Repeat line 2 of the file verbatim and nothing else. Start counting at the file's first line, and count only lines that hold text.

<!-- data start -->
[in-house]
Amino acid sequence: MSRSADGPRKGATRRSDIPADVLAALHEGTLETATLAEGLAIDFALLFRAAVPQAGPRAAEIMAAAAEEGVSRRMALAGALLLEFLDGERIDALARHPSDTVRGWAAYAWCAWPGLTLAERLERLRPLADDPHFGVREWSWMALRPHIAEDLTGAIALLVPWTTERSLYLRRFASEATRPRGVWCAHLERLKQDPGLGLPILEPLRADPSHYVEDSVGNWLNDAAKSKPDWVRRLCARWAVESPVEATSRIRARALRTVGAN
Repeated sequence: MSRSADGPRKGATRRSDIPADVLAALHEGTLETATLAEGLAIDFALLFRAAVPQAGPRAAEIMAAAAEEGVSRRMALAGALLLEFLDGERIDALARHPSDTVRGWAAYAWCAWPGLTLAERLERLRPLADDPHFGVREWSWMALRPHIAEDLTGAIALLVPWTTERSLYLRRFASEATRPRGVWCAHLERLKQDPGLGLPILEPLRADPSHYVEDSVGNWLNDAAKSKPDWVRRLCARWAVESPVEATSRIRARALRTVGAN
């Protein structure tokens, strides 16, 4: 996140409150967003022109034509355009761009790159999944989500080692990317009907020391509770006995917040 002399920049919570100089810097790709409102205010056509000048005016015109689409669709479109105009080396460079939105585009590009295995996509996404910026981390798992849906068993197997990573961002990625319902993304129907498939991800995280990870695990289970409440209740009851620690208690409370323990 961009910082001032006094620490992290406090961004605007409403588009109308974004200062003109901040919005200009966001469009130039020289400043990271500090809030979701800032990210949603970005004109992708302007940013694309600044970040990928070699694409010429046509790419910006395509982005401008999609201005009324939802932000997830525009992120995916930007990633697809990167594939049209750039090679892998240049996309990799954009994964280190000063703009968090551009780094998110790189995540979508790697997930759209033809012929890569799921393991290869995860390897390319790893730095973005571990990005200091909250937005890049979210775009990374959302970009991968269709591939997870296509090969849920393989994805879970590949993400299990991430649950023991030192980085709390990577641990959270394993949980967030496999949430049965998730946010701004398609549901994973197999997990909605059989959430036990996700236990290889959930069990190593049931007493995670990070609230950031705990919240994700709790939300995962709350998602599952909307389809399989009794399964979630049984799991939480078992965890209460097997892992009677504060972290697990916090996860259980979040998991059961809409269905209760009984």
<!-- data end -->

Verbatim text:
Amino acid sequence: MSRSADGPRKGATRRSDIPADVLAALHEGTLETATLAEGLAIDFALLFRAAVPQAGPRAAEIMAAAAEEGVSRRMALAGALLLEFLDGERIDALARHPSDTVRGWAAYAWCAWPGLTLAERLERLRPLADDPHFGVREWSWMALRPHIAEDLTGAIALLVPWTTERSLYLRRFASEATRPRGVWCAHLERLKQDPGLGLPILEPLRADPSHYVEDSVGNWLNDAAKSKPDWVRRLCARWAVESPVEATSRIRARALRTVGAN